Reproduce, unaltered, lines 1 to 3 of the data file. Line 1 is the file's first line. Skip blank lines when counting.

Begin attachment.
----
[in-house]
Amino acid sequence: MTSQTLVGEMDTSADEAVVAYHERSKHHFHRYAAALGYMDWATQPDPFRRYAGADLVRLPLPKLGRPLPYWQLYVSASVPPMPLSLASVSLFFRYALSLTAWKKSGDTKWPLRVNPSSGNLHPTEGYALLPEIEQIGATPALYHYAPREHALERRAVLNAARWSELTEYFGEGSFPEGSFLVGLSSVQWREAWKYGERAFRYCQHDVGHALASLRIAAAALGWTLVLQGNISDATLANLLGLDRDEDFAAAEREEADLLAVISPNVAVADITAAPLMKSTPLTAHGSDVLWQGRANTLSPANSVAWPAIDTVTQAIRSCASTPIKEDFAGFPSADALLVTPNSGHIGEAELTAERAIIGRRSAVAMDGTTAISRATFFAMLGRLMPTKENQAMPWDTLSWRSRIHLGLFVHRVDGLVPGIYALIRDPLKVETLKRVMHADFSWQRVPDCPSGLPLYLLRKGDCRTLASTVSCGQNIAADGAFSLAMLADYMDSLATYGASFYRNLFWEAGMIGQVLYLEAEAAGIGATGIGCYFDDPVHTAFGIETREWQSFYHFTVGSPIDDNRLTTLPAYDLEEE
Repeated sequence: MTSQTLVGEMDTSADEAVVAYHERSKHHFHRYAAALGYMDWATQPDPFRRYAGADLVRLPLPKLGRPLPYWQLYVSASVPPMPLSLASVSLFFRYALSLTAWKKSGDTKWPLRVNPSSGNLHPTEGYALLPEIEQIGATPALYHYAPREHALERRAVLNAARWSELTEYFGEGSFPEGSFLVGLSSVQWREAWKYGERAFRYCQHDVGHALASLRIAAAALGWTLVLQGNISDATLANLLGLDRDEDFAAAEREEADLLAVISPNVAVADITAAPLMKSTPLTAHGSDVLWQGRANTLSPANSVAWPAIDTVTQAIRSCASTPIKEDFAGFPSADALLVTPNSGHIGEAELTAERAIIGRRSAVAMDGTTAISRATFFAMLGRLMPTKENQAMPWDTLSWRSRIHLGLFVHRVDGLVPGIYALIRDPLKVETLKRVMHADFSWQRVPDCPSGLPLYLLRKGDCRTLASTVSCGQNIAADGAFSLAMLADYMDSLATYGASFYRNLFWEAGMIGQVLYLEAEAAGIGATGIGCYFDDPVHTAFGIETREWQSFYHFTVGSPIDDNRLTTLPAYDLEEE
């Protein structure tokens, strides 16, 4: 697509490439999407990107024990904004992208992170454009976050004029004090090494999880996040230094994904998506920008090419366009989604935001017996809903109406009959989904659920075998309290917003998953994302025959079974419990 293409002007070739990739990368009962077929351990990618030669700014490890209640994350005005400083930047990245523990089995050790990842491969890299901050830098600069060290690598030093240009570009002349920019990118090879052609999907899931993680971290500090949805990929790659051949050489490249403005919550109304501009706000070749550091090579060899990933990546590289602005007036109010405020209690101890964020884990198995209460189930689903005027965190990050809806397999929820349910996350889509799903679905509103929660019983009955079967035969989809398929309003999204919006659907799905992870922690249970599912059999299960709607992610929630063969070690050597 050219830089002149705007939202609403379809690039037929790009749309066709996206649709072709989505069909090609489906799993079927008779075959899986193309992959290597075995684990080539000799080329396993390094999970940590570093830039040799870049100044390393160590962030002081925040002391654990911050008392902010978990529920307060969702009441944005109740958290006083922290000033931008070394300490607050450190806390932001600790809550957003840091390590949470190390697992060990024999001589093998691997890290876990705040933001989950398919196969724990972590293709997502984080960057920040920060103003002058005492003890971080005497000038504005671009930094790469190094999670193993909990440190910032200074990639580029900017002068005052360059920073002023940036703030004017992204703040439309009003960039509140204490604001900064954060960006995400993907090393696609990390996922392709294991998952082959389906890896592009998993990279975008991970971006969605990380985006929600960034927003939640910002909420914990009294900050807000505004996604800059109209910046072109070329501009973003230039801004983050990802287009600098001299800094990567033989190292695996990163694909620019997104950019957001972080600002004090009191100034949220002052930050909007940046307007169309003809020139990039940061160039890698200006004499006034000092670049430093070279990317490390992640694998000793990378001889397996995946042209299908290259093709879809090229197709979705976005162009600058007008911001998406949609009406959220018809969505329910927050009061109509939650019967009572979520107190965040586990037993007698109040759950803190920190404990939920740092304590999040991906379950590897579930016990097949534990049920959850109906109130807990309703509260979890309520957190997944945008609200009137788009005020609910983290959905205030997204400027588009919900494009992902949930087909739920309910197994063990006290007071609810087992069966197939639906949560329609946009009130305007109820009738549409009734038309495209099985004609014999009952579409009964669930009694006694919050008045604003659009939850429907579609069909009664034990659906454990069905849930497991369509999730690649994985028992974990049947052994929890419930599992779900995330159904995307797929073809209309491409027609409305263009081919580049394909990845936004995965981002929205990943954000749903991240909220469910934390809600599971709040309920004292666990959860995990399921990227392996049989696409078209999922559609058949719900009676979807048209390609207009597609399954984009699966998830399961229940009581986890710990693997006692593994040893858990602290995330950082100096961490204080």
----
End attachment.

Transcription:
[in-house]
Amino acid sequence: MTSQTLVGEMDTSADEAVVAYHERSKHHFHRYAAALGYMDWATQPDPFRRYAGADLVRLPLPKLGRPLPYWQLYVSASVPPMPLSLASVSLFFRYALSLTAWKKSGDTKWPLRVNPSSGNLHPTEGYALLPEIEQIGATPALYHYAPREHALERRAVLNAARWSELTEYFGEGSFPEGSFLVGLSSVQWREAWKYGERAFRYCQHDVGHALASLRIAAAALGWTLVLQGNISDATLANLLGLDRDEDFAAAEREEADLLAVISPNVAVADITAAPLMKSTPLTAHGSDVLWQGRANTLSPANSVAWPAIDTVTQAIRSCASTPIKEDFAGFPSADALLVTPNSGHIGEAELTAERAIIGRRSAVAMDGTTAISRATFFAMLGRLMPTKENQAMPWDTLSWRSRIHLGLFVHRVDGLVPGIYALIRDPLKVETLKRVMHADFSWQRVPDCPSGLPLYLLRKGDCRTLASTVSCGQNIAADGAFSLAMLADYMDSLATYGASFYRNLFWEAGMIGQVLYLEAEAAGIGATGIGCYFDDPVHTAFGIETREWQSFYHFTVGSPIDDNRLTTLPAYDLEEE
Repeated sequence: MTSQTLVGEMDTSADEAVVAYHERSKHHFHRYAAALGYMDWATQPDPFRRYAGADLVRLPLPKLGRPLPYWQLYVSASVPPMPLSLASVSLFFRYALSLTAWKKSGDTKWPLRVNPSSGNLHPTEGYALLPEIEQIGATPALYHYAPREHALERRAVLNAARWSELTEYFGEGSFPEGSFLVGLSSVQWREAWKYGERAFRYCQHDVGHALASLRIAAAALGWTLVLQGNISDATLANLLGLDRDEDFAAAEREEADLLAVISPNVAVADITAAPLMKSTPLTAHGSDVLWQGRANTLSPANSVAWPAIDTVTQAIRSCASTPIKEDFAGFPSADALLVTPNSGHIGEAELTAERAIIGRRSAVAMDGTTAISRATFFAMLGRLMPTKENQAMPWDTLSWRSRIHLGLFVHRVDGLVPGIYALIRDPLKVETLKRVMHADFSWQRVPDCPSGLPLYLLRKGDCRTLASTVSCGQNIAADGAFSLAMLADYMDSLATYGASFYRNLFWEAGMIGQVLYLEAEAAGIGATGIGCYFDDPVHTAFGIETREWQSFYHFTVGSPIDDNRLTTLPAYDLEEE